However, he had a little problem. His son had gone to New Orleans and returned with some local seasonings, spices, rubs, etc. for his father. Maybe seven or eight tablespoons of some kind of seasoning went into the beans. We all sampled it and… woah. About the saltiest thing I’ve ever tasted. In a panic, he added cubed potatoes to soak up the salt, but it was too late. The beans were hyper-salty and I could only manage a few bites. This guy came in second.

Third place? A team that literally opened two cans of Bush’s Baked Beans and poured them into an aluminum pan on the grill. I can’t even fathom what the fourth (and last) place team did.

So, pretty much by default, I won this trophy.

Not worth bragging about after all

I took the photo from a down angle and close up to make it look more impressive, though it’s kind of pathetic given the context of how I won.

On the plus side, the parish made some money and I spent the day grilling, eating, and drinking beer with a bunch of guys who share my passion for grilling, eating, and drinking beer. Not a bad way to spend a Saturday.

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Super Bowl BBQ Beans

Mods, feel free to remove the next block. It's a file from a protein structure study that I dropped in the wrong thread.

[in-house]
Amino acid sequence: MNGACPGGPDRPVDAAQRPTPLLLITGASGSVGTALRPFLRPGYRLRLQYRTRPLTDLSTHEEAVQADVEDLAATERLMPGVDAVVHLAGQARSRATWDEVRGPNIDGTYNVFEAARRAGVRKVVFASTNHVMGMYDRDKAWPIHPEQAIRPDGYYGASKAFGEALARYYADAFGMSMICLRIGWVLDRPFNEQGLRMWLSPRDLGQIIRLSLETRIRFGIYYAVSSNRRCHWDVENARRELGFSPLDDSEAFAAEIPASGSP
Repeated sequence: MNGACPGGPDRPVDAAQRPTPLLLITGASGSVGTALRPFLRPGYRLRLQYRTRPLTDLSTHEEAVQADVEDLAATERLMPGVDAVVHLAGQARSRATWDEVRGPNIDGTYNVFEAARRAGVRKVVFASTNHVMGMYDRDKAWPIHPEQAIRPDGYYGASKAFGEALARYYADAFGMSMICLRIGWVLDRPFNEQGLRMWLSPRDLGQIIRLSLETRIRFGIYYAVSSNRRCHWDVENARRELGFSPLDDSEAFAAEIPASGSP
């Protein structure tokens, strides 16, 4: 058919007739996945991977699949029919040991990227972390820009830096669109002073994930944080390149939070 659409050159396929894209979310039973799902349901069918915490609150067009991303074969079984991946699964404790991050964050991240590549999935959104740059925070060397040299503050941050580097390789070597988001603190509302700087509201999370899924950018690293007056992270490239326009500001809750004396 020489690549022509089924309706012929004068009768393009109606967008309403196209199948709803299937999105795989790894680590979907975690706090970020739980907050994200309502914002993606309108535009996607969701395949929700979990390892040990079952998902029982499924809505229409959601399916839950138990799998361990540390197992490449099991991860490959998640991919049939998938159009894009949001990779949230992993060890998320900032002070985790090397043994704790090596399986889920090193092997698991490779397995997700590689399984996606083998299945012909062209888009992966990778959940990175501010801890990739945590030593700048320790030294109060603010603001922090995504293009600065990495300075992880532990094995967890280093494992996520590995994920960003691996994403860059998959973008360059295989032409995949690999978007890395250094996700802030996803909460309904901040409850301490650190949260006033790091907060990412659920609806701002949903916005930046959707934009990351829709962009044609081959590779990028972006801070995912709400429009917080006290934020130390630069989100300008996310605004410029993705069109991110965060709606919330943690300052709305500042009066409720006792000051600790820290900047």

I once entered a BBQ beans contest. One of the judges told me that I made the best beans he had ever eaten. Nice, but I didn’t win. I will try to replicate the recipe I made that day when I was many ABInBev products deep.

Beans: 1/2 lb each of dry red and black beans, soaked for 24 hours in cold water. They were rinsed twice after soaking.

Sauce: 1/4 cup molasses, 3/4 cup bourbon whiskey (I am a Jim Beam fan), 1 cup apple juice, 1 cup water, 1 1/2 cups brown sugar, 1/2 chopped white onion.

I chopped about 3/4 lb sliced bacon and mixed that into the bean / sauce mixture, then put it on the grill.

Beans, beans, the musical fruit ... er, legume

I put it over direct heat with plenty of coals. I am using a restaurant-grade sauce pan from Sam’s Club with a silicone grip.

I wish you could smell this...

Stir frequently. Eventually all of the pork fat will break down from the bacon and the sauce will thicken. You don’t want to burn the beans at that point.

After an hour or so, most of the bean liquid will have boiled off, but the beans won’t be done. Be prepared to add one or two cups of hot/warm water to the beans and stir. This step will need to be repeated as the beans cook.

You will probably need to add more coals as the fire dies down. Start with a rolling boil and let it simmer as it cooks.

Hey, this would be a great time to crack a (case of) beer.

Hell yeah!